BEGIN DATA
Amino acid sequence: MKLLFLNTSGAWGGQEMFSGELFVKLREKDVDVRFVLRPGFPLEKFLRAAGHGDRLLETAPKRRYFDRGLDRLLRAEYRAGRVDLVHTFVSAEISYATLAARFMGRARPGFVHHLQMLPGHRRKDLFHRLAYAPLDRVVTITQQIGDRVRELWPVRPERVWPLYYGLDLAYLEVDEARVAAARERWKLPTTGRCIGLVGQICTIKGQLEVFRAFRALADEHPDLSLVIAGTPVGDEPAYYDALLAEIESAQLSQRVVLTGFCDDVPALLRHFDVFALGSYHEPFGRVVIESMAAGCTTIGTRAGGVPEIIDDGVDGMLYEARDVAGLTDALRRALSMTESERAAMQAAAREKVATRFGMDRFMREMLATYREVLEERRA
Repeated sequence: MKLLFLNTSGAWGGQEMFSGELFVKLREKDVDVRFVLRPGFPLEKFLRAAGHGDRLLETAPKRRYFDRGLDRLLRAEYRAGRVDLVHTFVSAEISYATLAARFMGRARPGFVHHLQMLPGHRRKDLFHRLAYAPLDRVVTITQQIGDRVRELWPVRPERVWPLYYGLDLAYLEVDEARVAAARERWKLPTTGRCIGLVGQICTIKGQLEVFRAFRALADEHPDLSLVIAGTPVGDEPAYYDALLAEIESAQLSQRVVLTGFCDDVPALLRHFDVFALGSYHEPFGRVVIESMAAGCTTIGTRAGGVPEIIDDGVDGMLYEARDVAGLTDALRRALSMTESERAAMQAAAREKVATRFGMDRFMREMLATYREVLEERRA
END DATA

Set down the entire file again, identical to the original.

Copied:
Amino acid sequence: MKLLFLNTSGAWGGQEMFSGELFVKLREKDVDVRFVLRPGFPLEKFLRAAGHGDRLLETAPKRRYFDRGLDRLLRAEYRAGRVDLVHTFVSAEISYATLAARFMGRARPGFVHHLQMLPGHRRKDLFHRLAYAPLDRVVTITQQIGDRVRELWPVRPERVWPLYYGLDLAYLEVDEARVAAARERWKLPTTGRCIGLVGQICTIKGQLEVFRAFRALADEHPDLSLVIAGTPVGDEPAYYDALLAEIESAQLSQRVVLTGFCDDVPALLRHFDVFALGSYHEPFGRVVIESMAAGCTTIGTRAGGVPEIIDDGVDGMLYEARDVAGLTDALRRALSMTESERAAMQAAAREKVATRFGMDRFMREMLATYREVLEERRA
Repeated sequence: MKLLFLNTSGAWGGQEMFSGELFVKLREKDVDVRFVLRPGFPLEKFLRAAGHGDRLLETAPKRRYFDRGLDRLLRAEYRAGRVDLVHTFVSAEISYATLAARFMGRARPGFVHHLQMLPGHRRKDLFHRLAYAPLDRVVTITQQIGDRVRELWPVRPERVWPLYYGLDLAYLEVDEARVAAARERWKLPTTGRCIGLVGQICTIKGQLEVFRAFRALADEHPDLSLVIAGTPVGDEPAYYDALLAEIESAQLSQRVVLTGFCDDVPALLRHFDVFALGSYHEPFGRVVIESMAAGCTTIGTRAGGVPEIIDDGVDGMLYEARDVAGLTDALRRALSMTESERAAMQAAAREKVATRFGMDRFMREMLATYREVLEERRA